The Cullinan Assessment
Less than 2.5% of publicly funded research is currently devoted to the whole area of female health conditions, so tests, treatments or new medicines are not becoming available rapidly enough. In most cases women must manage their symptoms as best they can with whatever lifestyle changes, medicines and therapies are available to them.
This inspired us to develop the Cullinan Assessment - building it from the ground up with women in mind.
Women’s experience of various disease is different because:
- Women’s symptoms are often milder, they can arise later in the illness, and they can be unusual.
- Because heart disease in women often goes undetected, the damage caused can be more advanced and outcomes can be poorer than for men.
- Some tests used to diagnose heart disease are also less accurate in women than they are in men.
- Women may experience a heart attack with no symptoms of chest pain. They may experience nausea or vomiting, which are oftentimes confused with acid reflux or the flu.
- Clinicians believe that the decline in bone density and its complications solely affect postmenopausal women, which may create health disparities. However, osteoporosis and its complications affect both genders but at different ages and rates. Osteoporosis is four times more common in women than in men, but some evidence indicates that men tend to have more osteoporosis-related complications.
- Since the early 1970s, lung cancer mortality rates have decreased by almost a third (31%) in the UK. Rates in females have increased by more than three-quarters (77%), and rates in males have decreased by around three-fifths (59%) (2017-2019).
The Cullinan Assessment is dedicated to women who are 40 years old or above and is designed to detect signs of early disease associated with this stage of life, along with those diseases that are the leading causes of premature death in women – coronary heart disease, lung disease, breast cancer and ovarian cancer, and osteoporosis.
It doesn’t consider statistical analysis, but rather looks inside the body of the woman in incredible detail to determine confidently if there are any signs of early disease.
The Cullinan assessment is designed as a holistic experience, with body and soul in mind. In addition to the highly detailed health assessment, our clients benefit from a chauffeur-driven round trip transfer within 100 miles of our Harley Street clinic and an overnight stay at one of London's top 5* hotels, including a natural oil deep relaxation massage.
Details of what’s included
The price of the Cullinan Package is £7,000.
One of our previous clients who had benefitted from our health assessments was a 62-year-old female. She was fit and stayed active, quite often going on walks. In a regular health check with her doctor, she was asymptomatic and had no discernible cardiac risk factors. Her statistical 10-year risk of a heart attack was only 3.2%. She also had normal levels of total cholesterol, and low levels of LDL cholesterol (the ‘bad’ cholesterol).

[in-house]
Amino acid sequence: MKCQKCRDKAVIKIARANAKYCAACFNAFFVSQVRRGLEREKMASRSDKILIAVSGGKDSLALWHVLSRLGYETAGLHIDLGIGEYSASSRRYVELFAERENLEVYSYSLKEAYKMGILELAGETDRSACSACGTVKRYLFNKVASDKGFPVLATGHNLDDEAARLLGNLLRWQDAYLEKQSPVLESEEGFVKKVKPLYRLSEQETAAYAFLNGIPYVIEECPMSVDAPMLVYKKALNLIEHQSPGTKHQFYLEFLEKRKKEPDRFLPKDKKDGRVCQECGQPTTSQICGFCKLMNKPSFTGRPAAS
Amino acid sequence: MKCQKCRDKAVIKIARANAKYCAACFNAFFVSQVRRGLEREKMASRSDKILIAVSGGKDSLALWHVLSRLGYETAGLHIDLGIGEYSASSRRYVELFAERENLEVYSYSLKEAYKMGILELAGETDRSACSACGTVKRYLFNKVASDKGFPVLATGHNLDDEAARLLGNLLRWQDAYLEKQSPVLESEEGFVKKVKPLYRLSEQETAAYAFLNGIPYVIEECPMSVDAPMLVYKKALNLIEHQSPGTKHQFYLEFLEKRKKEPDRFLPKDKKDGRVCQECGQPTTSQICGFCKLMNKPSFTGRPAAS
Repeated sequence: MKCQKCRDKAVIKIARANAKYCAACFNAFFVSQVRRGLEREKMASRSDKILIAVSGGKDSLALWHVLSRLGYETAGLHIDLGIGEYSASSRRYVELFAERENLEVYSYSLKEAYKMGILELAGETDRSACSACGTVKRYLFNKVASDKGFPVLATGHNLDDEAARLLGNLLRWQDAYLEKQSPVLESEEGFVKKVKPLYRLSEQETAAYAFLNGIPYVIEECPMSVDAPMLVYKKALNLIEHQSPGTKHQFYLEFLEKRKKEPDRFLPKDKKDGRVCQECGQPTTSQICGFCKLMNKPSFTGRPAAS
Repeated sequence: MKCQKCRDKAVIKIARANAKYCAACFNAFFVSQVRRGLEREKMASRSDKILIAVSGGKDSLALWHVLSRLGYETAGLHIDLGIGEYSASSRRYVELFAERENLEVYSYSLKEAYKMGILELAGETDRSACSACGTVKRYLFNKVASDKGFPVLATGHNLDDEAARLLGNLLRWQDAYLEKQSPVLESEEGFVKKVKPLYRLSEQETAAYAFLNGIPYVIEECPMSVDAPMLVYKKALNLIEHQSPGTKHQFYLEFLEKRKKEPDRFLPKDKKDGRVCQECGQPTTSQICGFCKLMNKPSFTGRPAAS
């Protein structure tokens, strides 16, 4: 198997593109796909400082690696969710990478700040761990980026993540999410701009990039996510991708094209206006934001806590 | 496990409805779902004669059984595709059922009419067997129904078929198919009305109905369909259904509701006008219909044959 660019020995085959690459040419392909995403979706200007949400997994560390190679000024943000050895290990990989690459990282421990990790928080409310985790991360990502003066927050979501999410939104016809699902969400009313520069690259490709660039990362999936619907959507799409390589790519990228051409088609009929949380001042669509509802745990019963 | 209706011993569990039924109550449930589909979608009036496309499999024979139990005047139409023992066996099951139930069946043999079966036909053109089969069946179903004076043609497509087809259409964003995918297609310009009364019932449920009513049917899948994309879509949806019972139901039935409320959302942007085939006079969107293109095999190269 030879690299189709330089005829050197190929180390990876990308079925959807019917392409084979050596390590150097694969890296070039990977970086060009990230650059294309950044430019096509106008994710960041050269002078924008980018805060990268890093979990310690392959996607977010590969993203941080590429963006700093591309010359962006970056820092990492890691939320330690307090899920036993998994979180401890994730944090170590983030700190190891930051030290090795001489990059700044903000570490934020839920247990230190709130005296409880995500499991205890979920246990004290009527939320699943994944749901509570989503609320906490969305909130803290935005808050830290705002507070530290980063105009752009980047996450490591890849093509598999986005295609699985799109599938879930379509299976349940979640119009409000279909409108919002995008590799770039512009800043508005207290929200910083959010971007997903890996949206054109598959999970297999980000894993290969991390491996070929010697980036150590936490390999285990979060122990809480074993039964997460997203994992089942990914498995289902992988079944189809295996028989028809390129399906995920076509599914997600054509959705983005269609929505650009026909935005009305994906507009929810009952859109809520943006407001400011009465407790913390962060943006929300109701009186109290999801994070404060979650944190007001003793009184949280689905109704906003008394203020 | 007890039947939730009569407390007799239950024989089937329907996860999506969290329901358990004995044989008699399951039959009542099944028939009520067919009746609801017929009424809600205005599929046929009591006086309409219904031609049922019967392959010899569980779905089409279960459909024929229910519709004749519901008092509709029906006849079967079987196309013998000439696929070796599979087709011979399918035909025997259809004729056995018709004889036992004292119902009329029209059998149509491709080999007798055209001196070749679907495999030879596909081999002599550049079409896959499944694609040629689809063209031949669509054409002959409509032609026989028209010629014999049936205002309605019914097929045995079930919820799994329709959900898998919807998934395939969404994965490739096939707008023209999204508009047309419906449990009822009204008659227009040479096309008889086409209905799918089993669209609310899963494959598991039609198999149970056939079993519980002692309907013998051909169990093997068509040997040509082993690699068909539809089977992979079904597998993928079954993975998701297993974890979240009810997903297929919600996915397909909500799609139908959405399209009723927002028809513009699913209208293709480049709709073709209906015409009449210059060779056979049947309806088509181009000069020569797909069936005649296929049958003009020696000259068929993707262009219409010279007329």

Despite these positive signs of her heart health, she was very keen to have one of our health assessments. The CTCA heart scan that was performed, returned with an image that was less than ideal. A blockage was found, covering 99% of her main cardiac artery.
Once we have discovered this blockage, we were able to refer her to a cardiologist and she underwent a procedure promptly to put a stent which resolved the potential high-risk had this issue not been detected at all. Our client still continues to enjoy her walks and keeps active but has full peace of mind knowing that her heart health is going strong.
Coronary Heart Disease In Women
Women are twice as likely to die of coronary heart disease (CHD), the main cause of a heart attack, as breast cancer in the UK and was the single biggest killer of women worldwide in 2019. Despite this, it’s often considered a man’s disease.
There are more than 800,000 women in the UK living with CHD, and sadly, around 80 women die from a heart attack every day in the UK – almost 30,000 women every year. That is almost 3 x as many who die from breast cancer.
But despite these sobering statistics, many women are unaware that they might be at risk of heart disease. As a woman, your hormones might give you some protection from CHD in your pre-menopause years, but after the menopause, the risk rises and continues to rise as you get older.
Lung Cancer In Women
Over the last 40 years, lung cancers cases have increased by 84% in women compared to a decrease of 32% in men.
While smoking remains the biggest single risk factor, 20% of women developing lung cancer have never smoked, vs 12% in men.
The reasons for this discrepancy and increasing rates in non-smokers is unknown.
Low dose CT scanning is the gold standard for screening for lung cancer. Chest x-rays are too insensitive and by the time a lung cancer appears on a chest x-ray it will almost certainly have already spread making chance of a cure very low.
Osteoporosis In Women
Estrogen is a strong protector of bone density and therefore the onset of the menopause with lowering of estrogen levels often leads to a rapid thinning of bone density and increased risk of fracture. This is at both the spine with vertebral fractures causing severe pain, loss of height and curvature of the spine, and also the hip. Fracture of the hip is a major cause of hospital admission in elderly women with high mortality resulting from the associated immobilisation and complications of surgery (hip replacement). Taking HRT can prevent these changes and maintain bone density.